BACE Maps to Chromosome 11 and a BACE Homolog, BACE2, Reside in the Obligate Down Syndrome Region of Chromosome 21

Response: Recently, we described a novel transmembrane aspartic protease, BACE, which exhibits all the known characteristics of the β-secretase thought to be implicated in Alzheimer's disease (AD) (1). BACE directly cleaves amyloid precursor protein (APP) substrates to initiate the formation of amyloid β peptide (Aβ)—the primary component of the amyloid deposits found in AD brains. Therefore, BACE is a prime therapeutic target for the treatment of AD. It is of great interest to determine whether alleles of the BACE gene exist that confer either an increased or decreased risk of AD.

Shortly after cloning BACE, we identified a BACE homolog, referred to as BACE2 by Saunders et al. (see Technical Comment), by searching an Amgen-expressed sequence tags database. We are currently investigating the role of BACE2 in the processing of APP and its metabolites. Although it is interesting that the BACE2 gene maps to chromosome 21 in the obligatory Down syndrome region, the potential role of BACE2 as a β-secretase candidate is as yet unclear. Our BACE antisense inhibition experiments suggest that BACE2 is not likely to be the major β-secretase, at least in HEK 293 cells (1). BACE antisense oligonucleotides (AS oligos) inhibit both BACE mRNA and β-secretase activity in parallel, with up to 80% efficiency. The efficiency of AS oligo delivery into HEK 293 cells is also approximately 80%, suggesting that BACE inhibition may be 100% in cells transfected with BACE AS oligos. The residual 20% of β-secretase cleavage we observe is likely to derive from BACE activity in cells that have not been transfected with BACE AS oligos. Moreover, BACE AS oligos are not complementary to BACE2 mRNA and therefore cannot cross-hybridize with and inhibit BACE2 mRNA. We conclude that BACE is the major β-secretase, at least in HEK 293 cells, and that BACE2 does not compensate for loss of BACE function in these cells.

We also mapped the BACE gene using radiation hybrid (RH) analyses to human chromosome 11q23.3. The analyses were performed using the Genebrige4 and the Stanford G3 RH panels from Research Genetics. The GenebridgeG4 panel mapping data indicated that the BACE gene mapped 3.36 cR3000 from WI-6355 on the placement map. On the comprehensive Whitehead RH map of chromosome 11, BACE resides between WI-13525 and WI-14206. Data obtained with the StanfordG3 RH panel (Fig. 1A) place the BACE gene within 0 cR10000 of SHGC-4187 (LOD 12.33) and confirmed the localization obtained with the G4 panel. The cytogenetic locations of these markers were approximated by submitting the markers to the Genome Database ( and viewing the maps of the region, resulting in a localization to 11q23.3 (Fig. 1B). Furthermore, YACs containing markers D11S1327 and D11S1336, which flank SHGC-4187, physically map to 11q23.3 (2), thereby confirming the assignment of the BACE gene to 11q23.3.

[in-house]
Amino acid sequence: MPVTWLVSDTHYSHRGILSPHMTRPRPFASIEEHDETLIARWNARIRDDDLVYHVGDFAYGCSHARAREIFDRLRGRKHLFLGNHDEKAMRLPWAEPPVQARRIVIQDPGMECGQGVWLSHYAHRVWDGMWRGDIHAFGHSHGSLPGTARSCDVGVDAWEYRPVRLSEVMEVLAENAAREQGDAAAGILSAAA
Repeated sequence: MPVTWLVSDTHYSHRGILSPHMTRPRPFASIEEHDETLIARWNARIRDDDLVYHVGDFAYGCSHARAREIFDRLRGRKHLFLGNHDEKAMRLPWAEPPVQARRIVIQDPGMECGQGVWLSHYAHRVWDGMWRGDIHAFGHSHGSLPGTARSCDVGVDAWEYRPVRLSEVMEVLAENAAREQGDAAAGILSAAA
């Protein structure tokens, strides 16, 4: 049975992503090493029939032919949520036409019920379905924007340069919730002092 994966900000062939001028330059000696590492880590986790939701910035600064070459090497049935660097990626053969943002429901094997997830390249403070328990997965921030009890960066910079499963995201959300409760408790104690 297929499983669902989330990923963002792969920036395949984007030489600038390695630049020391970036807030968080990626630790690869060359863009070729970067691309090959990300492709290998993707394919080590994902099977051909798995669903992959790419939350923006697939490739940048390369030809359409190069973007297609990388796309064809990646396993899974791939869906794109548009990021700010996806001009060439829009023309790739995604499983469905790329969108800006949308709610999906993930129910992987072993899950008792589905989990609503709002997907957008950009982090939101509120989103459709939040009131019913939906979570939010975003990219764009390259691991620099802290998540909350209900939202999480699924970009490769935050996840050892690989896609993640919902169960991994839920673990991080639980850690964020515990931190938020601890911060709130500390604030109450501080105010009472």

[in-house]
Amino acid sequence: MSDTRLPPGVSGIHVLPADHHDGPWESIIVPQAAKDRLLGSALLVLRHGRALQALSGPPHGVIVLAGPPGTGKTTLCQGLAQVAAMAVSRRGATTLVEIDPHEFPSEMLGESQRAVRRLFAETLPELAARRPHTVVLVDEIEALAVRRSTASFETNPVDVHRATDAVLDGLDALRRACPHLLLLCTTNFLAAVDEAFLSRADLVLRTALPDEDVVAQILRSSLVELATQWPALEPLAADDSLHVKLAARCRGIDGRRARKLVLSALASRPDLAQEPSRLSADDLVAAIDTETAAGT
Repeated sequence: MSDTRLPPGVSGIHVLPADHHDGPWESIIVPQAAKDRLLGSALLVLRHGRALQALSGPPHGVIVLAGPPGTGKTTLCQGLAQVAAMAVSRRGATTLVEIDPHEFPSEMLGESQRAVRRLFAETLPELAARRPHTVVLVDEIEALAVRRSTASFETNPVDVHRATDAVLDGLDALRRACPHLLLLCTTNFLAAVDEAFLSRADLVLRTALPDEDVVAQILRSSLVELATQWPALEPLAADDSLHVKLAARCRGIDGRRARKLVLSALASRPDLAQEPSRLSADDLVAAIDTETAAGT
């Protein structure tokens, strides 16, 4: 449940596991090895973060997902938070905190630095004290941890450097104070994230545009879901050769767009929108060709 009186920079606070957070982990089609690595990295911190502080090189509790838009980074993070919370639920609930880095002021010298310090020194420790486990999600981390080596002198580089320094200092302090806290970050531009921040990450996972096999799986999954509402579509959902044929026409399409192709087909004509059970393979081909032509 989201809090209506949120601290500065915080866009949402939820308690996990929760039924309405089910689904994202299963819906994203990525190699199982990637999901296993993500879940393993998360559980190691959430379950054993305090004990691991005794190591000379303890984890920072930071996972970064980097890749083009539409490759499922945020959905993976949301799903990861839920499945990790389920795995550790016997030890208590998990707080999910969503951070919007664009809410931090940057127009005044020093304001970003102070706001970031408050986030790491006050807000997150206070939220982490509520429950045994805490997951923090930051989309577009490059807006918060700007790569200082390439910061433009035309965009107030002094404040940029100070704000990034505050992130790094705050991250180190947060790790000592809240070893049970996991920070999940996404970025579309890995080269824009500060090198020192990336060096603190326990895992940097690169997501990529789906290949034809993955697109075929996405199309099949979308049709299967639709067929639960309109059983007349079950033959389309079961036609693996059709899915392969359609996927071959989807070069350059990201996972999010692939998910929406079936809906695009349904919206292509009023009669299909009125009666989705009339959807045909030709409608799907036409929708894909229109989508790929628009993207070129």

Figure 1

Mapping of the BACE gene to 11q23.3A. RH analysis of the BACE gene using the Stanford G3 panel. Scoring of wells is indicated above each lane. 0 indicates the absence of signal, 1 indicates the presence of signal, and R represents an ambiguous signal. B. Ideogram showing the localization of the BACE gene to 11q23.3. The Stanford G3 panel positioned the BACE gene at 0 cR from marker SHGC-4187. This localization was confirmed using the Genebridge G4 panel.

A search of the OMIM database ( revealed that Jacobsen Syndrome (MIM 147791) and Familial Nonchromaffin Paragangliomas (MIM 168000) result from deletions in the 11q23 region. The BACE gene, which maps to SHGC-4187, is located slightly outside of the critical regions described for these diseases and is therefore an unlikely candidate gene for these disorders (3, 4).

The chromosomal localization and genes involved in several forms of familial AD are known (MIM 104300). These include theAPP gene of chromosome 21, presenilin 1 and2 genes on chromosomes 14 and 1, respectively, and an association of the ApoE4 allele on chromosome 19 to AD susceptibility. In addition, two genome scans for late onset AD have been recently completed and neither have demonstrated linkage to chromosome 11 (5, 6). Although these data suggest that theBACE gene is not likely to be a major cause of familial AD, further studies are required to determine whether specific alleles of the BACE gene may contribute to the genetic risk of AD (see accompanying Technical Comment by Saunders et al.). Mutations in the BACE gene that increase the activity or expression of the BACE enzyme may increase the risk of AD. However, such mutations would necessarily be limited to a small number of specific sites within the BACE gene and thus are expected to occur infrequently within the population. In contrast, mutations leading to partial or complete inactivation of the BACE enzyme could reduce the risk of AD. Although it is unclear whether the BACE gene may be genetically associated with AD, as the rate limiting enzyme involved in amyloid-β formation, the BACE aspartic protease is an important new target for the development of AD therapeutics.